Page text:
Immunological set-up in cardiology consists of manual or automated performance of ELISA detection of antigens of interest and a full-automated analysis by flow cytometric or microscopic principle (Table 2).

8. Profiling Technologies for miRNAs or Gene Expression—The Way to Organ-Specific and Systemic Diagnosis

Positive diagnostic findings in examined biopsies are confirming the myocardial condition, but negative results will not exclude infections or intramyocardial inflammation. Increasing number of biopsies will reduce biopsy-depending sampling error, but could never overcome it completely. This fact is indicating the need of global and stable biomarkers to identify disease entities in the effected organ preventing and overcoming sampling error (Figure 2).

First investigations indicate that deregulation of myocardial gene expression is not limited to focal biopsy area, and therefore allows the identification of specific disease situations of the examined patient analyzing neighboring biopsies [20]. It becomes difficult to diagnose complex diseases by one parameter. Current diagnostic biomarker panels are consisting of a few deregulated genes. Viral infections or massive infiltration of inflammatory cells in myocardium could be diagnosed in neighboring tissue samples without histological confirmation of these agents. We identified a gene pattern differentiating virally-induced or inflammatory cardiomyopathies like active myocarditis or giant cell myocarditis from inflammation-free or non-infected myocardium. Such disease specific profiles will change during effective treatment and thereby could also be applied for therapy monitoring.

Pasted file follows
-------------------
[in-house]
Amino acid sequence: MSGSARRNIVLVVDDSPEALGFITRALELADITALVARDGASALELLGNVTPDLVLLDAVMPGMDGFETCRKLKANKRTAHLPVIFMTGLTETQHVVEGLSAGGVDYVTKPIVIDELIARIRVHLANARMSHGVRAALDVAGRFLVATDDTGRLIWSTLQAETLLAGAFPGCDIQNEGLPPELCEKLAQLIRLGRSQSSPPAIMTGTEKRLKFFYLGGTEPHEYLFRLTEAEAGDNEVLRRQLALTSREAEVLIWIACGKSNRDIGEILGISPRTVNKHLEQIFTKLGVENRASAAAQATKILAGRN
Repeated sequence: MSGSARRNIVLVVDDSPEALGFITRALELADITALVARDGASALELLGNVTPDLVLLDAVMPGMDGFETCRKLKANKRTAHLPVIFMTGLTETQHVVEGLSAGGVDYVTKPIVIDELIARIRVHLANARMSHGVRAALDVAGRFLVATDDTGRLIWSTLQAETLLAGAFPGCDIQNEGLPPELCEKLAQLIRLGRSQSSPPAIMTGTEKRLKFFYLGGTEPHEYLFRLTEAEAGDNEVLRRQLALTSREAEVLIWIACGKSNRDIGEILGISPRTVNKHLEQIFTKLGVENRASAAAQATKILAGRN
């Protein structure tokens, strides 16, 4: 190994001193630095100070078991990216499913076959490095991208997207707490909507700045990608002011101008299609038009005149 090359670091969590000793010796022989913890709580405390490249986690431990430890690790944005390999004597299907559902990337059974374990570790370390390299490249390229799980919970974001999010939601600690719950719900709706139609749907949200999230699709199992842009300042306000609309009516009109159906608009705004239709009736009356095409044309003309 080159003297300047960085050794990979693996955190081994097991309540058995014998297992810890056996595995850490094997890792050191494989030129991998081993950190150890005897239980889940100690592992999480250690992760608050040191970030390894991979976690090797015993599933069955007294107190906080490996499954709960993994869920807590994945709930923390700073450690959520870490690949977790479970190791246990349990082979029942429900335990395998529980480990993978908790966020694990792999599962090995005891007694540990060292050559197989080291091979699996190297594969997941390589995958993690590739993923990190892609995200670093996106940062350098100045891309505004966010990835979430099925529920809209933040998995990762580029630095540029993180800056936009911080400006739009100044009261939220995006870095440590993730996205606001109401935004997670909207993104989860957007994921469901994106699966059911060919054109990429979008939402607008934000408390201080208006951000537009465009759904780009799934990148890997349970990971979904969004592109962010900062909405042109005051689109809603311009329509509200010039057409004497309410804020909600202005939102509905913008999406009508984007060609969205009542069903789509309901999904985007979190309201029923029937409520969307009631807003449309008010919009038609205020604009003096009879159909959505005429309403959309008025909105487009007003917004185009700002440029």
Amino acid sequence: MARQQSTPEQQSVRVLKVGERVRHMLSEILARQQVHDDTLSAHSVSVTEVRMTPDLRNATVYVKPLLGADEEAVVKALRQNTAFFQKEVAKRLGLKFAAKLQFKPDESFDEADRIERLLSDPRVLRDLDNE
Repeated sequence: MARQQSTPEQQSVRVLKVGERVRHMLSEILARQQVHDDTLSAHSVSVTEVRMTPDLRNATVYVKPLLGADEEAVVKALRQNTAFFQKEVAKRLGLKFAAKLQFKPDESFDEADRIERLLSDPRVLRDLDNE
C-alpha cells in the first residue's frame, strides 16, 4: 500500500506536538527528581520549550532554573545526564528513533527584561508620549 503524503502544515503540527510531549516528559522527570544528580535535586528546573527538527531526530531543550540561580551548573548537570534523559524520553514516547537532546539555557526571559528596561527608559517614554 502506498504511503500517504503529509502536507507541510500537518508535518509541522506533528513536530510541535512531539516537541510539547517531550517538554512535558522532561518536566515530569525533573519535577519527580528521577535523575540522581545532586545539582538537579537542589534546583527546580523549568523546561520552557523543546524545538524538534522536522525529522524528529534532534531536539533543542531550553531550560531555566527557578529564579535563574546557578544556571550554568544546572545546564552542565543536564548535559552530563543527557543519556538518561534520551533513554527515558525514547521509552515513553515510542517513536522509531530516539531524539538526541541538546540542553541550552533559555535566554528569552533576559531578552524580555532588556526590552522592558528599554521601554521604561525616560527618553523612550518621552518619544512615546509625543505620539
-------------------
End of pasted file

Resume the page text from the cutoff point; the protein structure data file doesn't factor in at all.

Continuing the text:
miRNAs are small non-coding regulatory molecules (17 – 24 nt) and were recently identified as important regulators of genetic expression in myocardial tissue [10,